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Paul, Weiss is widely recognized as having one of the nation’s preeminent securities litigation and regulatory practices. For two decades, our lawyers have guided global corporations and financial institutions through a series of “bet-the-company” securities-related crises, consistently reducing or eliminating their most damaging claims and negotiating favorable resolutions.

ExxonMobil Substantially Defeats Class Certification in Securities Action

Paul, Weiss won a major victory on behalf of ExxonMobil and certain of its former executives in a long-running putative federal securities class action in the Northern District of Texas, substantially defeating the plaintiff’s class certification motion, in one of very few decisions to apply the Supreme Court’s ruling in Goldman Sachs Group Inc. v. Arkansas Teacher Retirement System (2021).

In Goldman, which Paul, Weiss argued and won on behalf of Goldman Sachs, the Supreme Court instructed lower courts deciding class certification motions to consider “all probative evidence” regarding the existence or absence of price impact associated with a company’s alleged misrepresentations, even if that evidence overlaps with materiality, loss causation or other issues going to the merits of the plaintiff’s claims.

In the lawsuit against ExxonMobil, a Pennsylvania pension fund alleged that the defendants made a series of purportedly false and misleading statements from March 31, 2014, to January 31, 2017, about the company’s use of proxy and greenhouse gas (GHG) costs in its business planning; certain asset impairments ExxonMobil recognized in the western United States; and ExxonMobil’s assessment of certain proved reserves in Canada. The plaintiff alleged that these misstatements artificially inflated ExxonMobil’s stock price. The plaintiff further alleged that a series of seven corrective disclosures revealed the falsity of these statements and that these revelations led to a decline in ExxonMobil’s stock price, allegedly costing ExxonMobil stockholders billions of dollars.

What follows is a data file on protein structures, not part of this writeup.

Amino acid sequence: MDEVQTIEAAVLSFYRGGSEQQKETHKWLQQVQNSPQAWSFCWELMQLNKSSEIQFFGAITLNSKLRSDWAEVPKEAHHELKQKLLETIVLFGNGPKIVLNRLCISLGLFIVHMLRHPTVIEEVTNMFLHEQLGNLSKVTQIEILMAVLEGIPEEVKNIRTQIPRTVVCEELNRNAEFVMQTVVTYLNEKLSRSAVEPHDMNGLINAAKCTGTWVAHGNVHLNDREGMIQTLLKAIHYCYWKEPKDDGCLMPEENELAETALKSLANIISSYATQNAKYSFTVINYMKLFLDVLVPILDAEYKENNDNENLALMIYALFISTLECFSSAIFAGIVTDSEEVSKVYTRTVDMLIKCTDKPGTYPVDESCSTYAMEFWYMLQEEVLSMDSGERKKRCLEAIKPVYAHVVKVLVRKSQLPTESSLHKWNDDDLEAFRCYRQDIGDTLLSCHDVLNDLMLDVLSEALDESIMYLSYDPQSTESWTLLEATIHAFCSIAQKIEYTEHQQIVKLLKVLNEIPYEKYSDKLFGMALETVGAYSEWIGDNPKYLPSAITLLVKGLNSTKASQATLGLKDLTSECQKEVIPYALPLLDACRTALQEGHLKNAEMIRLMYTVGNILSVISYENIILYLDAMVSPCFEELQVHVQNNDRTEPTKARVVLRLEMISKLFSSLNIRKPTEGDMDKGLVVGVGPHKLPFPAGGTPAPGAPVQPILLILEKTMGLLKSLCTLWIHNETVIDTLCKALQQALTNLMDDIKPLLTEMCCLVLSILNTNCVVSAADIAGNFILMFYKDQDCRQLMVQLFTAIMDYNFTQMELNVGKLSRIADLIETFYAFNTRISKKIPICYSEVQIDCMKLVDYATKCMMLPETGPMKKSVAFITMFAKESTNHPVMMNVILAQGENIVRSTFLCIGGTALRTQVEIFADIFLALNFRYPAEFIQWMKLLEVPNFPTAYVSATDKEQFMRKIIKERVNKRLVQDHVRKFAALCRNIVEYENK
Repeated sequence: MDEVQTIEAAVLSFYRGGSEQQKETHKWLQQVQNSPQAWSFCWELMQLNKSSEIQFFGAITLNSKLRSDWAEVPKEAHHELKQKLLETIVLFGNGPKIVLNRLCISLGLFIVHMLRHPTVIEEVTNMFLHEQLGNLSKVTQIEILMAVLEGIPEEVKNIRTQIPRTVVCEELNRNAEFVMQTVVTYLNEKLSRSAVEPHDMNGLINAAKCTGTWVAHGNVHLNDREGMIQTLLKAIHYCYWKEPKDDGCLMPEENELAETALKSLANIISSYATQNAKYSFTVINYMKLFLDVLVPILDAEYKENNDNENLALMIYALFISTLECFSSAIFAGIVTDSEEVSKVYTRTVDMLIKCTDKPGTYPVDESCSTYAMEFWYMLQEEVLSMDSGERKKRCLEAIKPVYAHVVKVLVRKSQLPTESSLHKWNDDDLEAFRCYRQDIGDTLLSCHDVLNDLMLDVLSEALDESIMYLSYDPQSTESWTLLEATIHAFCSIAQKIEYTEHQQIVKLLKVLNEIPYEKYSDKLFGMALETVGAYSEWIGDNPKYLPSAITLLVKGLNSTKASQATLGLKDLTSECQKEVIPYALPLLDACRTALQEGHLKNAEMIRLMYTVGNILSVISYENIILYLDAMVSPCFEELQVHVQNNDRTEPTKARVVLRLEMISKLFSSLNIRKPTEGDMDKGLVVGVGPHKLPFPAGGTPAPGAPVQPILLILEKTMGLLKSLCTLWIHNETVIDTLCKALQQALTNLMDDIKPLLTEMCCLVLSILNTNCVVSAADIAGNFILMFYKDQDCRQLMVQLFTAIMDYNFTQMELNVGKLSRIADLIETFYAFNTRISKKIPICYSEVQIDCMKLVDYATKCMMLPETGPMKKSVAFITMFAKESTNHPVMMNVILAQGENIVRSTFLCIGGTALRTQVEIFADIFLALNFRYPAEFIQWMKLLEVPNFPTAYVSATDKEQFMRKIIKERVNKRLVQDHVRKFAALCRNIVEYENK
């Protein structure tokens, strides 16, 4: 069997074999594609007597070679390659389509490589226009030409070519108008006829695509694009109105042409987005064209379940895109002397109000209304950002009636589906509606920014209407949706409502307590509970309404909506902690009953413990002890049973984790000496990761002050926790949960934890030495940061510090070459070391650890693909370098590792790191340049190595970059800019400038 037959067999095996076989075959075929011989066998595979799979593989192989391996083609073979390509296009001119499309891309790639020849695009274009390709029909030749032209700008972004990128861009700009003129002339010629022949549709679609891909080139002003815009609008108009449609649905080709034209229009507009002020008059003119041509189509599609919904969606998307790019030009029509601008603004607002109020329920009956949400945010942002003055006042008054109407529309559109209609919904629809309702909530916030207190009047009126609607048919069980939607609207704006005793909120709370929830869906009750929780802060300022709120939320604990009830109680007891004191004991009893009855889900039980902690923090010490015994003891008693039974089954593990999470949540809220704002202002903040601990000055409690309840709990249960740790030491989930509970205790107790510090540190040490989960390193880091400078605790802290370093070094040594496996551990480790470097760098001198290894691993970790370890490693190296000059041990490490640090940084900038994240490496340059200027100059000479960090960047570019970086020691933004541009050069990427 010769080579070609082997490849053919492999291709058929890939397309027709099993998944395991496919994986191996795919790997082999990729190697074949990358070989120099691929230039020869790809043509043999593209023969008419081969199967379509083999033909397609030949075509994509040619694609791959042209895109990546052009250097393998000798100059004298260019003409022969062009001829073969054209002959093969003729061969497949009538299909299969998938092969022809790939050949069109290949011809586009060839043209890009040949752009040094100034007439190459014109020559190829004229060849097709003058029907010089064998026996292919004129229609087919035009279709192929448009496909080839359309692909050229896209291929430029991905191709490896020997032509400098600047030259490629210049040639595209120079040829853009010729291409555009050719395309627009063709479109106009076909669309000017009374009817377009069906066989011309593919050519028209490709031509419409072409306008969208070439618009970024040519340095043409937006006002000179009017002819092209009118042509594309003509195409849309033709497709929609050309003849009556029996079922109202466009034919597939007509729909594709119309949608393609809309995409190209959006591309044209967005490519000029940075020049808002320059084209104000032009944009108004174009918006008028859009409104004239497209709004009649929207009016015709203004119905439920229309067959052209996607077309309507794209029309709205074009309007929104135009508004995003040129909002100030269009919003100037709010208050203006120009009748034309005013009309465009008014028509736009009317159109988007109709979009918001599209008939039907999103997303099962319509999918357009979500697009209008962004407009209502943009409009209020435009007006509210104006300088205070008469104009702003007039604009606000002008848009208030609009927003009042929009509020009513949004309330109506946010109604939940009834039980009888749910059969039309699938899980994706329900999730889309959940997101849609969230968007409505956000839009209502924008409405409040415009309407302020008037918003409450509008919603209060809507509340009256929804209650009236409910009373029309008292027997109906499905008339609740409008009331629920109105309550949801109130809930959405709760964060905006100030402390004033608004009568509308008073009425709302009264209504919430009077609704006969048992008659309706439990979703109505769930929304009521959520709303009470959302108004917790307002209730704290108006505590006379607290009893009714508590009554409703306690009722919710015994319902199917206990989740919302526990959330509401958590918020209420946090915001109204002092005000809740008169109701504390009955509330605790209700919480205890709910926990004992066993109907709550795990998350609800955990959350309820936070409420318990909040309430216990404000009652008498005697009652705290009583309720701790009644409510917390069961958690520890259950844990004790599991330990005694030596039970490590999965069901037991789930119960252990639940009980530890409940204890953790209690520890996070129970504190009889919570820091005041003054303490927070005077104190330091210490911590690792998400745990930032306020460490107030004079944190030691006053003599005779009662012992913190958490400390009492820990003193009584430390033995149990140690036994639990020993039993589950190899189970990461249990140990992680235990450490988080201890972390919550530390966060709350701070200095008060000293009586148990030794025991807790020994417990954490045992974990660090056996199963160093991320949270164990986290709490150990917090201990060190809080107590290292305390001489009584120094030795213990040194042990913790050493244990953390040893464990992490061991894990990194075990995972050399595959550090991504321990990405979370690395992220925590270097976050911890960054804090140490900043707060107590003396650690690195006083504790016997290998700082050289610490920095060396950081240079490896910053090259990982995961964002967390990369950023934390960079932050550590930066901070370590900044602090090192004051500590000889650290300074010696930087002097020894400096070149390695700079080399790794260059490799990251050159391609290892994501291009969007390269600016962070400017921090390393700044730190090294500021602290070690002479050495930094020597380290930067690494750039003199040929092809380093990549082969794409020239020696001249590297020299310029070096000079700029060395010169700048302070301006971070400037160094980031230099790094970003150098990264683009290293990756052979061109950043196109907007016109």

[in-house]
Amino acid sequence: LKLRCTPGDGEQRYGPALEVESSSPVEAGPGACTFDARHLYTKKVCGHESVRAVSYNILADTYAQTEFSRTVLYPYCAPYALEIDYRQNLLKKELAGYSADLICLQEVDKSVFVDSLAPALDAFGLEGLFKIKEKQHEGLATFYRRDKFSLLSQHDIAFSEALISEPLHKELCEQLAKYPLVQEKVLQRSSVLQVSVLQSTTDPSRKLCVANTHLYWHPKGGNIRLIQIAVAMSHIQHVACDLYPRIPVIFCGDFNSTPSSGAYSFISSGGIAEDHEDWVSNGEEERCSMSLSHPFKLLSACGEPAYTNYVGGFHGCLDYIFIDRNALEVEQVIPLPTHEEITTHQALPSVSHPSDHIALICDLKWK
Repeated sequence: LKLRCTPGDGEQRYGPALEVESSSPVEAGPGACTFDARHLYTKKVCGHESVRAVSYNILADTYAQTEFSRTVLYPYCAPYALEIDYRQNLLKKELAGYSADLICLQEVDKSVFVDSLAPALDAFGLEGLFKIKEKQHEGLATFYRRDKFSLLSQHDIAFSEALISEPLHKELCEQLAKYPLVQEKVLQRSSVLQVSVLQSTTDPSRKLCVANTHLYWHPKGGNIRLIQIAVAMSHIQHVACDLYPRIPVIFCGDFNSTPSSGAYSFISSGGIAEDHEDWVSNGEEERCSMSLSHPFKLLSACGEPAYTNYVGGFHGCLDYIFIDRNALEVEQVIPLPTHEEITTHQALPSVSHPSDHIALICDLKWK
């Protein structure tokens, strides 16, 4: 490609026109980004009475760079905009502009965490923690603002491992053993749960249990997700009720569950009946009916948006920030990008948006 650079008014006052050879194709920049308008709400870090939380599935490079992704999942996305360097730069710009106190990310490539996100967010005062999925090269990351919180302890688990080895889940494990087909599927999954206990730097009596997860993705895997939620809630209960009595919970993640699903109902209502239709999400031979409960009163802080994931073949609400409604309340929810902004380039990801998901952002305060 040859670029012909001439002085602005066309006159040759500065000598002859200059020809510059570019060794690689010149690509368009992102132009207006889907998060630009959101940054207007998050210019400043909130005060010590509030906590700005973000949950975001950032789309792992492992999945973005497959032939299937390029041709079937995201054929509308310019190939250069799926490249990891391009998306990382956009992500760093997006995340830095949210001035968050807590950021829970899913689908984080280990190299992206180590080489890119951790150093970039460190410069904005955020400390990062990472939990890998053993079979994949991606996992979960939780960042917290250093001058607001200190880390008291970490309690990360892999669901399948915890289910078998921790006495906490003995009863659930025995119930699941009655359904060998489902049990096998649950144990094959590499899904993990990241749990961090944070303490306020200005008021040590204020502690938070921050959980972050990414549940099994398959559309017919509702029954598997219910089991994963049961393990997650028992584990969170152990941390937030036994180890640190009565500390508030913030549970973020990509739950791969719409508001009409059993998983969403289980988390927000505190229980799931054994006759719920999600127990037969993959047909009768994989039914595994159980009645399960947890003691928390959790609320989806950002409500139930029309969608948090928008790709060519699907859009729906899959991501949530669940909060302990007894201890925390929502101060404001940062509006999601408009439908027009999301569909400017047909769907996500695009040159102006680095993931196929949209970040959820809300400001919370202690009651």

In his opinion, U.S. District Judge Ed Kinkeade found that ExxonMobil had proven the absence of any price impact for six of the seven claimed corrective disclosures. He therefore rejected the three-year class period that the plaintiff had sought and instead certified a much narrower class of investors who purchased or acquired ExxonMobil stock between February 24, 2016, and October 28, 2016. Significantly, Judge Kinkeade also found that our clients had demonstrated that none of the alleged misrepresentations about ExxonMobil’s use of proxy and GHG costs had any impact on ExxonMobil’s stock price. He accordingly refused to certify any class concerning these alleged misstatements.

The Paul, Weiss team included litigation partners Ted Wells, Daniel Kramer (who argued the class certification motion) and Daniel Toal (who argued a res judicata, or claim preclusion, motion; examined ExxonMobil’s expert; and cross-examined the plaintiff’s expert) and counsel Jonathan Hurwitz and Matthew Stachel.

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